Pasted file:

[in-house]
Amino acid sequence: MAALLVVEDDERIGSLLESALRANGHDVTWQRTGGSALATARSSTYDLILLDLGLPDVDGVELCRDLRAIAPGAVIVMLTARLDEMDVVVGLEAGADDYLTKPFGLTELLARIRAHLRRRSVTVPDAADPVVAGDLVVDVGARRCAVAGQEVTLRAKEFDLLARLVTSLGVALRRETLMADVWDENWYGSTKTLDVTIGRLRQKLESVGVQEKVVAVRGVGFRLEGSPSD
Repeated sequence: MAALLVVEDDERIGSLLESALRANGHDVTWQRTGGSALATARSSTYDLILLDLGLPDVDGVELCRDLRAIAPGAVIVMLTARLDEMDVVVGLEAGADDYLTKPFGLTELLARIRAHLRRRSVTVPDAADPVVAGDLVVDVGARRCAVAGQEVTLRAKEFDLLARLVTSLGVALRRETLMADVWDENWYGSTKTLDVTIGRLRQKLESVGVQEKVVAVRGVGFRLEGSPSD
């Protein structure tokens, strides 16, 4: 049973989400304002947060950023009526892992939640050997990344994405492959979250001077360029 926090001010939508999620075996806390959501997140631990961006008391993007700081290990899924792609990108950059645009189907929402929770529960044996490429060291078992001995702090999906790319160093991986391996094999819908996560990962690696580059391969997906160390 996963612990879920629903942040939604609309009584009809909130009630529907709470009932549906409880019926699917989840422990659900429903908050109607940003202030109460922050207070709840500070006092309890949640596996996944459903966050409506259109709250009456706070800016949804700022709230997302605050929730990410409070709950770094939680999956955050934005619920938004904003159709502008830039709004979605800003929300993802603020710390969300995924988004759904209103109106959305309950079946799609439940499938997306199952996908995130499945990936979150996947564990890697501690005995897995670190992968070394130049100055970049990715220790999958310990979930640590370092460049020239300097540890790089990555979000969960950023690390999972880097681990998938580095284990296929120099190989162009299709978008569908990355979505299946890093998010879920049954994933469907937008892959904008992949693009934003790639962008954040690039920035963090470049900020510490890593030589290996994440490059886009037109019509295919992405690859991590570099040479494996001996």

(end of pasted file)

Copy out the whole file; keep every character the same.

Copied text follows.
[in-house]
Amino acid sequence: MAALLVVEDDERIGSLLESALRANGHDVTWQRTGGSALATARSSTYDLILLDLGLPDVDGVELCRDLRAIAPGAVIVMLTARLDEMDVVVGLEAGADDYLTKPFGLTELLARIRAHLRRRSVTVPDAADPVVAGDLVVDVGARRCAVAGQEVTLRAKEFDLLARLVTSLGVALRRETLMADVWDENWYGSTKTLDVTIGRLRQKLESVGVQEKVVAVRGVGFRLEGSPSD
Repeated sequence: MAALLVVEDDERIGSLLESALRANGHDVTWQRTGGSALATARSSTYDLILLDLGLPDVDGVELCRDLRAIAPGAVIVMLTARLDEMDVVVGLEAGADDYLTKPFGLTELLARIRAHLRRRSVTVPDAADPVVAGDLVVDVGARRCAVAGQEVTLRAKEFDLLARLVTSLGVALRRETLMADVWDENWYGSTKTLDVTIGRLRQKLESVGVQEKVVAVRGVGFRLEGSPSD
């Protein structure tokens, strides 16, 4: 049973989400304002947060950023009526892992939640050997990344994405492959979250001077360029 926090001010939508999620075996806390959501997140631990961006008391993007700081290990899924792609990108950059645009189907929402929770529960044996490429060291078992001995702090999906790319160093991986391996094999819908996560990962690696580059391969997906160390 996963612990879920629903942040939604609309009584009809909130009630529907709470009932549906409880019926699917989840422990659900429903908050109607940003202030109460922050207070709840500070006092309890949640596996996944459903966050409506259109709250009456706070800016949804700022709230997302605050929730990410409070709950770094939680999956955050934005619920938004904003159709502008830039709004979605800003929300993802603020710390969300995924988004759904209103109106959305309950079946799609439940499938997306199952996908995130499945990936979150996947564990890697501690005995897995670190992968070394130049100055970049990715220790999958310990979930640590370092460049020239300097540890790089990555979000969960950023690390999972880097681990998938580095284990296929120099190989162009299709978008569908990355979505299946890093998010879920049954994933469907937008892959904008992949693009934003790639962008954040690039920035963090470049900020510490890593030589290996994440490059886009037109019509295919992405690859991590570099040479494996001996």